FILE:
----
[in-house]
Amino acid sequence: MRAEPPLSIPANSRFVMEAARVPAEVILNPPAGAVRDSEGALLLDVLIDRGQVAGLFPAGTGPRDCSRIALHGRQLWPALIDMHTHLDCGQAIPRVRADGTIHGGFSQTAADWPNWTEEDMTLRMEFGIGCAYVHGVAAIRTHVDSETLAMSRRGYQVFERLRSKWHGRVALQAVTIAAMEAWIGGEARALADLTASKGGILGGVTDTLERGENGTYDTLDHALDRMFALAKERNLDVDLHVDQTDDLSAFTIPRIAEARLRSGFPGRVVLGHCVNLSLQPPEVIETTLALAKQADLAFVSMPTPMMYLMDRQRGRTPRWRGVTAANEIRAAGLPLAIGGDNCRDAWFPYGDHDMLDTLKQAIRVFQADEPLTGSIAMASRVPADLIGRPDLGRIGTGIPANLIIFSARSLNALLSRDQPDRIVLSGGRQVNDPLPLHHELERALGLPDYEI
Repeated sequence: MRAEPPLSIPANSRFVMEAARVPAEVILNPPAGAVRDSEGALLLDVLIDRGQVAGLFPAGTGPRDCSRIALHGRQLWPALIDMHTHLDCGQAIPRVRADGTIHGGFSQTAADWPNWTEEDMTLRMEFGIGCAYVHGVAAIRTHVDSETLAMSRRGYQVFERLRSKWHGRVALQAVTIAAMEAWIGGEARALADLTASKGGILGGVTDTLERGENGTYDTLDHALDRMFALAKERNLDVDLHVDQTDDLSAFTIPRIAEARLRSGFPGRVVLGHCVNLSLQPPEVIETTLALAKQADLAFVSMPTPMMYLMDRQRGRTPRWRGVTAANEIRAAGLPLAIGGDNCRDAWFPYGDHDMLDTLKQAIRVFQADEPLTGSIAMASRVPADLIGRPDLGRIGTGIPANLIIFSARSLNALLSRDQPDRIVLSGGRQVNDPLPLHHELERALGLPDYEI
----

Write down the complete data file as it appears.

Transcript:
[in-house]
Amino acid sequence: MRAEPPLSIPANSRFVMEAARVPAEVILNPPAGAVRDSEGALLLDVLIDRGQVAGLFPAGTGPRDCSRIALHGRQLWPALIDMHTHLDCGQAIPRVRADGTIHGGFSQTAADWPNWTEEDMTLRMEFGIGCAYVHGVAAIRTHVDSETLAMSRRGYQVFERLRSKWHGRVALQAVTIAAMEAWIGGEARALADLTASKGGILGGVTDTLERGENGTYDTLDHALDRMFALAKERNLDVDLHVDQTDDLSAFTIPRIAEARLRSGFPGRVVLGHCVNLSLQPPEVIETTLALAKQADLAFVSMPTPMMYLMDRQRGRTPRWRGVTAANEIRAAGLPLAIGGDNCRDAWFPYGDHDMLDTLKQAIRVFQADEPLTGSIAMASRVPADLIGRPDLGRIGTGIPANLIIFSARSLNALLSRDQPDRIVLSGGRQVNDPLPLHHELERALGLPDYEI
Repeated sequence: MRAEPPLSIPANSRFVMEAARVPAEVILNPPAGAVRDSEGALLLDVLIDRGQVAGLFPAGTGPRDCSRIALHGRQLWPALIDMHTHLDCGQAIPRVRADGTIHGGFSQTAADWPNWTEEDMTLRMEFGIGCAYVHGVAAIRTHVDSETLAMSRRGYQVFERLRSKWHGRVALQAVTIAAMEAWIGGEARALADLTASKGGILGGVTDTLERGENGTYDTLDHALDRMFALAKERNLDVDLHVDQTDDLSAFTIPRIAEARLRSGFPGRVVLGHCVNLSLQPPEVIETTLALAKQADLAFVSMPTPMMYLMDRQRGRTPRWRGVTAANEIRAAGLPLAIGGDNCRDAWFPYGDHDMLDTLKQAIRVFQADEPLTGSIAMASRVPADLIGRPDLGRIGTGIPANLIIFSARSLNALLSRDQPDRIVLSGGRQVNDPLPLHHELERALGLPDYEI